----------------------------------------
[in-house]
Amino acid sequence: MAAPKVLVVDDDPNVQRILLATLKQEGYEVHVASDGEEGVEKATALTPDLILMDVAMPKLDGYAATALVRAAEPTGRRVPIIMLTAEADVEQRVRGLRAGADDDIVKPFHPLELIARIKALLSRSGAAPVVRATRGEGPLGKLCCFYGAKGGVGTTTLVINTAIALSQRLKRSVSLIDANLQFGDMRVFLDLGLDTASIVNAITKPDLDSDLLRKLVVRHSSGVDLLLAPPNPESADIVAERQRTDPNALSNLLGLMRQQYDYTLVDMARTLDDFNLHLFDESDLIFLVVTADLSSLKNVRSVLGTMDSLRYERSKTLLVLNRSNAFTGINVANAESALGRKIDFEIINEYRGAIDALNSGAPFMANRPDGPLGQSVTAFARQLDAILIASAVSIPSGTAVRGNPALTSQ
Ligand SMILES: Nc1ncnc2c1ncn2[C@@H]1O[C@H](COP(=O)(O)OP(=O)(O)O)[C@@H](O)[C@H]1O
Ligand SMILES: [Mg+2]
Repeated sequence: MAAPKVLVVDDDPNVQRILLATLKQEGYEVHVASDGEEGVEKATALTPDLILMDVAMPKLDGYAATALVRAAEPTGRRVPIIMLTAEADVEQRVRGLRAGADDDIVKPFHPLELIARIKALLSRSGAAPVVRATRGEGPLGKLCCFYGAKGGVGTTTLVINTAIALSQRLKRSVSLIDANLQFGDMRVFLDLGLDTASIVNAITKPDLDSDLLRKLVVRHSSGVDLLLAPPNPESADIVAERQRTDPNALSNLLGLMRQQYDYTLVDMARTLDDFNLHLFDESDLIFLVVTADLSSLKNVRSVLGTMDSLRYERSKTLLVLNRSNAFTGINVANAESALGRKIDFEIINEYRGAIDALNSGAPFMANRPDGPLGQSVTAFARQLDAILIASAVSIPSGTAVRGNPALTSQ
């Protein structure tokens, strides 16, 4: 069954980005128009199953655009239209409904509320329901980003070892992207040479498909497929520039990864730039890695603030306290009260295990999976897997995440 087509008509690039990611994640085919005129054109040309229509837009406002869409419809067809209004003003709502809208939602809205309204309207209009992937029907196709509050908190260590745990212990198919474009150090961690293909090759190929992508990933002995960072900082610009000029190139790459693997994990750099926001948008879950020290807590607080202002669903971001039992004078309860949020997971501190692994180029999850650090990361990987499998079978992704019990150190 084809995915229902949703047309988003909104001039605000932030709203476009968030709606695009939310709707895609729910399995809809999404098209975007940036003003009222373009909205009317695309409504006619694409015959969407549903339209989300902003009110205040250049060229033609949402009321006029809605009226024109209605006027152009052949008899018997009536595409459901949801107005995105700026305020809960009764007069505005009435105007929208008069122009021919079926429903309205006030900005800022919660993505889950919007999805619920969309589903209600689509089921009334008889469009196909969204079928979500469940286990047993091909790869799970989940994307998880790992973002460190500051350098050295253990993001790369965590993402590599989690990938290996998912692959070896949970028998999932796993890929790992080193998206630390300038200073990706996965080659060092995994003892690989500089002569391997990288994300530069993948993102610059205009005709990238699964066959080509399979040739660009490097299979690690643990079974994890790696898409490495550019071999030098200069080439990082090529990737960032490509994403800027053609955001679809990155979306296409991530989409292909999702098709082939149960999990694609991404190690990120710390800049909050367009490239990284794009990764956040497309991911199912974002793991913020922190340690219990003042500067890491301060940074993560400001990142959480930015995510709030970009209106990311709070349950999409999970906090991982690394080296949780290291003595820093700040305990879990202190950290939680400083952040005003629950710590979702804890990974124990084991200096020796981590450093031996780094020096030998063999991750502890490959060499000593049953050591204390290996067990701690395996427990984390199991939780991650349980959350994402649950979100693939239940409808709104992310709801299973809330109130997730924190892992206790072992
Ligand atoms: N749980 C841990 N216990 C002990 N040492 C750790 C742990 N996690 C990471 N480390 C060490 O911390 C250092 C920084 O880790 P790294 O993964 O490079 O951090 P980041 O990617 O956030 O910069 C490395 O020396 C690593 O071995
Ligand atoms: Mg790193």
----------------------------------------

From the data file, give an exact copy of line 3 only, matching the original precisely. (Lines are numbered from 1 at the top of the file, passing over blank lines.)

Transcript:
Ligand SMILES: Nc1ncnc2c1ncn2[C@@H]1O[C@H](COP(=O)(O)OP(=O)(O)O)[C@@H](O)[C@H]1O